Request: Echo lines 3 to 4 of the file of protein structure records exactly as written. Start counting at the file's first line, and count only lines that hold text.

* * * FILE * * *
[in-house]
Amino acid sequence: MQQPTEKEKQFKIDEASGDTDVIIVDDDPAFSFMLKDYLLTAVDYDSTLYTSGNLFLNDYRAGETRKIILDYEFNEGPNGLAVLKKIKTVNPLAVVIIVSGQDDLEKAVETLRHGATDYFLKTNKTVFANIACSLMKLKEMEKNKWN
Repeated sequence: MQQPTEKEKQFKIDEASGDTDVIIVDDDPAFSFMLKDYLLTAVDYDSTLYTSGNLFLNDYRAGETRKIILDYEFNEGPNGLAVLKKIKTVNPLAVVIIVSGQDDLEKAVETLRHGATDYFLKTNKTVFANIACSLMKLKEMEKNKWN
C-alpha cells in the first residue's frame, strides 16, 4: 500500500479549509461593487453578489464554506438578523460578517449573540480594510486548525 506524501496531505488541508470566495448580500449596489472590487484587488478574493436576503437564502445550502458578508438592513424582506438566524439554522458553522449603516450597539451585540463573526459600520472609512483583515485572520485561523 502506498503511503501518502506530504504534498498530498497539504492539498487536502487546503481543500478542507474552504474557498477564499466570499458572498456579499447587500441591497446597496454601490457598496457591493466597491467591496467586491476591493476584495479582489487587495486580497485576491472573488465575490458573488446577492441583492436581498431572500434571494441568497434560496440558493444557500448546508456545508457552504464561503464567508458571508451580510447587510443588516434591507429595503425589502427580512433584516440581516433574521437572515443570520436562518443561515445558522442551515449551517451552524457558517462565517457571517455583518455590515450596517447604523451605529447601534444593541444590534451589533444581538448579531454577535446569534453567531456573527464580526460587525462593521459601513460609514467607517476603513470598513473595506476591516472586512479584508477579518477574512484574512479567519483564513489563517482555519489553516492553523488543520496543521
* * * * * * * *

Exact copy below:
Repeated sequence: MQQPTEKEKQFKIDEASGDTDVIIVDDDPAFSFMLKDYLLTAVDYDSTLYTSGNLFLNDYRAGETRKIILDYEFNEGPNGLAVLKKIKTVNPLAVVIIVSGQDDLEKAVETLRHGATDYFLKTNKTVFANIACSLMKLKEMEKNKWN
C-alpha cells in the first residue's frame, strides 16, 4: 500500500479549509461593487453578489464554506438578523460578517449573540480594510486548525 506524501496531505488541508470566495448580500449596489472590487484587488478574493436576503437564502445550502458578508438592513424582506438566524439554522458553522449603516450597539451585540463573526459600520472609512483583515485572520485561523 502506498503511503501518502506530504504534498498530498497539504492539498487536502487546503481543500478542507474552504474557498477564499466570499458572498456579499447587500441591497446597496454601490457598496457591493466597491467591496467586491476591493476584495479582489487587495486580497485576491472573488465575490458573488446577492441583492436581498431572500434571494441568497434560496440558493444557500448546508456545508457552504464561503464567508458571508451580510447587510443588516434591507429595503425589502427580512433584516440581516433574521437572515443570520436562518443561515445558522442551515449551517451552524457558517462565517457571517455583518455590515450596517447604523451605529447601534444593541444590534451589533444581538448579531454577535446569534453567531456573527464580526460587525462593521459601513460609514467607517476603513470598513473595506476591516472586512479584508477579518477574512484574512479567519483564513489563517482555519489553516492553523488543520496543521